Maybe. But the asking can be pretty tough.
So, as you know, I went to Seminary last weekend to check it out and see if I really wanted to commit to going there for the rest of my degree or not. Frankly, although I’ve been slowly whittling away at courses on-line for the better part of a year and a half, up to this point, I haven’t felt all that convinced either way. Even more frankly, I really didn’t think last weekend was going to make any difference. I wasn’t expecting to leave the weekend feeling impressed and excited, but when I did leave, I found I kind of was.
Only here’s the thing. I love my job at Now Church, and the last thing I remember feeling pretty sure about God’s having ordained was that job, and I don’t think I’m done there yet. At least, I don’t want to be. So even though I’ve used up my allotment of permitted on-line courses and I have to start commuting to campus in the fall, I’m going to remain a part-time student. The thing about that is, Seminary doesn’t offer any scholarships to part-time students.
Except now, one.
Essentially they’ve spearheaded this program which evidently some other institutions have picked up on, where the student raises a certain amount of money via sponsors and the seminary kicks in a modicum less, and suddenly your year’s tuition is half paid for. (I’m not sure where the rest of the tuition is going to come from in my case, but you can bet I’ve been scouring the internet for available scholarships floating around.) As far as I can tell, Seminary’s never done this for a part-time student before, but I guess it is now open to the likes of me. So I sent in an application and we’ll see what happens.
All the same, I just don’t know. I mean, it’s not like I haven’t raised personal support before. That was hard enough to stomach, but I have astonishing friends and family and when they get behind something, they really get behind something. My working with refugees in London was evidently something they could get behind. But who feels compelled to fund someone else’s higher education? Would I? I’m not really that sure that I would. It seems more noble, right now, to send money to relief work in Japan than to send it to some white chick who seems hellbent on spending thousands of dollars she doesn’t have, to read lots of books and stress herself out.
Even if I could appeal to my amazing friends who sponsored me in London by reminding them that this schooling could ultimately be considered ministry, too, and will better prepare me for ministry in the longterm, there’s a pretty strong chance a lot of them don’t believe that a woman has any business getting a Master of Divinity degree. Just in case she takes it into her head to become a pastor. Which most people who have a similar view of Scripture to mine, think is unScriptural. (Note: I have no desire to become a senior pastor anywhere, but I could see myself on staff at a larger church as a pastor of some subgroup within the church, sometime way down the line. But I don’t think these finer points would make anyone disinclined to see a woman ordained, want to send money so I could potentially get to that point.)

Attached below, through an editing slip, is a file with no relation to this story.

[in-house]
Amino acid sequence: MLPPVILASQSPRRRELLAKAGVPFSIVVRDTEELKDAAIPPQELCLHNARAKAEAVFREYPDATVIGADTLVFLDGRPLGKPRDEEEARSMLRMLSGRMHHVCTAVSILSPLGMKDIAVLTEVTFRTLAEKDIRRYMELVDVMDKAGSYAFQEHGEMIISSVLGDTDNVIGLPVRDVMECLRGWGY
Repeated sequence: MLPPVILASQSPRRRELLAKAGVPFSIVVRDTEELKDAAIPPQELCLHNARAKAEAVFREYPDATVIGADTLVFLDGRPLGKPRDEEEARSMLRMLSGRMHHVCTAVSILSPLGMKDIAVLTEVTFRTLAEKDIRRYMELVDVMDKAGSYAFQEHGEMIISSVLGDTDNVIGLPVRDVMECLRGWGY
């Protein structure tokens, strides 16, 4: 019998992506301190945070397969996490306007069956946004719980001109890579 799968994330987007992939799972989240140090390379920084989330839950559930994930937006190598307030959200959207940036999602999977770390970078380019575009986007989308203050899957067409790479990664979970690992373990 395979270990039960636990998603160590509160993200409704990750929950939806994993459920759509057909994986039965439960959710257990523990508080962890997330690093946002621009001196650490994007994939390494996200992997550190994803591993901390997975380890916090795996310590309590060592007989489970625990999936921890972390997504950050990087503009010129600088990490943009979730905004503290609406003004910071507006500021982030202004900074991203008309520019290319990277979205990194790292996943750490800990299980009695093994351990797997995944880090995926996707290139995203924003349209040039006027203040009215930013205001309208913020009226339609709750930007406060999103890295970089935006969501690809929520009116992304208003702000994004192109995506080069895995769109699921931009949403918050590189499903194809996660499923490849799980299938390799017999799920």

Besides all that, within the last year I briefly dated someone who, in the final analysis, seemed to think all I was after was a handout. (Incidentally, for those of you who know him from my former blog, this was not the Milk Guy. Flawed as that man is–as we all are–you should not think ill of him.) This was patently untrue, but it has made me second-guess a lot of things, including asking for most kinds of assistance. I’m not a big fan of asking for help anyway, and asking for money is just about as awkward and uncomfortable and socially unacceptable as you can possibly get. Okay, I whine about being broke a lot, but I whine about a lot of things a lot. This is not an appealing character trait and is doubtless one I need to work on, but it is not meant to be taken as an oblique “beg.” (This whole post probably looks like an oblique beg, but mostly I’m just processing and hoping that some of you will help me process. Like, if you said, “There’s no way on earth anyone would want to sponsor you to go back to school,” that would be elucidating and helpful.)
Now here I am contemplating a direct “beg,” and the thought makes me decidedly squirmy. It is true that I believe that I am meant to get this degree. I also believe (at least hypothetically) that if I’m not making that up and I really am meant to get the degree, God will have to provide a way for me to do it, because it is furthermore true that I have absolutely no way to do this right now. And I’m trusting that it will not entail loans, because I’m still paying off the ones from the last time I attempted grad school. (That time, incidentally, I never had a sense that I was supposed to go there. It just seemed like the next thing to do.) I think that if I do take out loans, I will likely be paying them off until I die or Jesus comes back, whichever comes first.
So maybe this “loan/support-raising” thing is one way God will use to provide for me to get this education. I don’t know. In theory, I don’t think it’s wrong for people to ask for financial assistance. It may even be biblical. (Ask anyone who’s disenfranchised with “the church” because of “their” pleas for money, and you’ll probably get a disgusted affirmative.) Plus, I guess you could make the case that people are blessed when they give. Actually, I think that’s true. But I . . . don’t want to be the one to instigate that blessing? Am too proud to ask? Think I’m better than other people who raise sponsors or supporters or investors in both religious and secular fields all the time? Ugh. I don’t know. I just know I’m still squirming.
So, to make us all feel more comfortable, here’s a question I can get behind:
Anyone know of any good scholarships going, for which even a part-time student can apply?